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Agronomy Journal Abstract - NITROGEN MANAGEMENT

Optimum Nitrogen Fertilization of Cool-Season Grasses in the Northeast USA


This article in AJ

  1. Vol. 95 No. 4, p. 1023-1027
    Received: Aug 13, 2002

    * Corresponding author(s): mhh2@psu.edu
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  1. M. H. Hall *,
  2. D. B. Beegle,
  3. R. S. Bowersox and
  4. R. C. Stout
  1. Dep. of Crop and Soil Sci., The Pennsylvania State Univ., University Park, PA 16802


Many studies have looked at the economically optimum N application rate (cost of N vs. increased yield) for cool-season forage grasses, but few of these studies have also addressed the effect of N fertilization on livestock or environmental health. The objective of this study was to determine the N application rate to cool-season grass species that optimizes economic return without elevating herbage or soil NO3–N levels. Four N rates were applied in split applications to established stands of orchardgrass (Dactylis glomerata L.), smooth bromegrass (Bromus inermis Leyss.), tall fescue (Festuca arundinacea Schreb.), and timothy (Phleum pratense L.) near State College, PA, on a Murrill silt loam (fine-loamy, mixed, mesic Typic Hapludults) soil. Harvest treatments of three and four times per year were imposed on each Grass × N treatment. Economically optimum N rates (EONR) were 284, 368, and 299 kg N ha−1 or 26, 32, and 29 kg N Mg−1 of forage harvested for orchardgrass, tall fescue, and timothy, respectively. Smooth bromegrass did not reach an economic plateau at the highest (402 kg ha−1) N rate. At EONR, NO3–N concentration exceeded 1000 mg kg−1 in forage from early season harvests when four harvests per year were taken but not when three harvests per year were taken. Soil NO3–N concentration generally was not elevated above background levels when EONR was applied to orchardgrass or tall fescue. Our results, in conjunction with results from New York, indicate that the EONR for the cool-season grasses and harvest systems evaluated is 5 to 10 kg N Mg−1 of dry forage greater than current recommendations in New York and Pennsylvania. However, continued research is needed in a wider range of climates and soil types using various N sources.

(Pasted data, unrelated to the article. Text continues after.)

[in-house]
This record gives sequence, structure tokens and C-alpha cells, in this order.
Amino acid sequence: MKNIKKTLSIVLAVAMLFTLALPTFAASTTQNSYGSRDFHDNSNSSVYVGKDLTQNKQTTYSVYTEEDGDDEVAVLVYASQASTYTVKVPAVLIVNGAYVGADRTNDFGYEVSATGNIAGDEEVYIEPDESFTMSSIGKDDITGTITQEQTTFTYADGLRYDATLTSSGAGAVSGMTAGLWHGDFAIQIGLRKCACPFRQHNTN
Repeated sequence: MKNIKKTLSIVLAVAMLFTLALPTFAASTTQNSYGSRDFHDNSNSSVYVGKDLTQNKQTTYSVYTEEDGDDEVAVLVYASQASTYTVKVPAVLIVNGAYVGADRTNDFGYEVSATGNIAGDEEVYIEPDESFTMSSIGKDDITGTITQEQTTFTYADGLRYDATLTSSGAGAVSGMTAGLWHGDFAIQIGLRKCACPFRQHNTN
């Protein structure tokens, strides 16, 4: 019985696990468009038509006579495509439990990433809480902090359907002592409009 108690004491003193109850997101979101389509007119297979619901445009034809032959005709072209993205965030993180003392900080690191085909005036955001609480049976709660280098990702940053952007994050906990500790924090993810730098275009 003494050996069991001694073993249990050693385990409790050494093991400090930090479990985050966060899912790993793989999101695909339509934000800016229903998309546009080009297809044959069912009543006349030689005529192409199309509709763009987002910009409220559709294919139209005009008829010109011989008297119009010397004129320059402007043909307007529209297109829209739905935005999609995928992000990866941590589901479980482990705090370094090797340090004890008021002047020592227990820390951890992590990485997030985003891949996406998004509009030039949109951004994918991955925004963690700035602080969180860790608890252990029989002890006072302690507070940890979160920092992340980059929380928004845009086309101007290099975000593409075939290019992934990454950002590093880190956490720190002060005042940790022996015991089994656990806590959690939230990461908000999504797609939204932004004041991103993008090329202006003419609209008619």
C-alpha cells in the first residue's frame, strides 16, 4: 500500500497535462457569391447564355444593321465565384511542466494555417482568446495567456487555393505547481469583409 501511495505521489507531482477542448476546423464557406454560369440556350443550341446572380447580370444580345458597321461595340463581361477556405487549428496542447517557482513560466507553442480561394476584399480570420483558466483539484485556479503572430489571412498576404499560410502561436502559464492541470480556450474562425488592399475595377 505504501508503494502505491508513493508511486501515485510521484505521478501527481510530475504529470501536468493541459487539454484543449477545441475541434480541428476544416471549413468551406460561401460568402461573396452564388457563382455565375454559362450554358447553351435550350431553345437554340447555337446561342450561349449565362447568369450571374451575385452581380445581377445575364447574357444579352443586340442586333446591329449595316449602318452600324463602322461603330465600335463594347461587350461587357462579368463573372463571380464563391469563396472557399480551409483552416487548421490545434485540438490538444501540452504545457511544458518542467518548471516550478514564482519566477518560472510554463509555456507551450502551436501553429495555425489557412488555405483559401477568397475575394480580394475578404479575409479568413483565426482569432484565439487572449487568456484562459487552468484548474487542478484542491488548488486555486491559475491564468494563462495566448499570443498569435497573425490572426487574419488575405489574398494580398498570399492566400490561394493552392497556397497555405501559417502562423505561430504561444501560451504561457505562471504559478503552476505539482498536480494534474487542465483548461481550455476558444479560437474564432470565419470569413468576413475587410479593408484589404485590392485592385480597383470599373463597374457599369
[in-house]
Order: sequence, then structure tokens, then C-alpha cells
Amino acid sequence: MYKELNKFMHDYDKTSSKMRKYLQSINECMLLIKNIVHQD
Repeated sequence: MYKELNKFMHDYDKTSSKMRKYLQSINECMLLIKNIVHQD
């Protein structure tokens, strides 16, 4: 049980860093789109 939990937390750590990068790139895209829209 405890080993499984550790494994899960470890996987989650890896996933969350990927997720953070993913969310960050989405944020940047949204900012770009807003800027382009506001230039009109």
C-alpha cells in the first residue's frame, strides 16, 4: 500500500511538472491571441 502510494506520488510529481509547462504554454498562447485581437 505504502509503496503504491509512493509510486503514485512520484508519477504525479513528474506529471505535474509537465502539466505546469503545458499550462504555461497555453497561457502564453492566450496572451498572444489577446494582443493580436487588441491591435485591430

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Copyright © 2003. American Society of AgronomyPublished in Agron. J.95:1023–1027.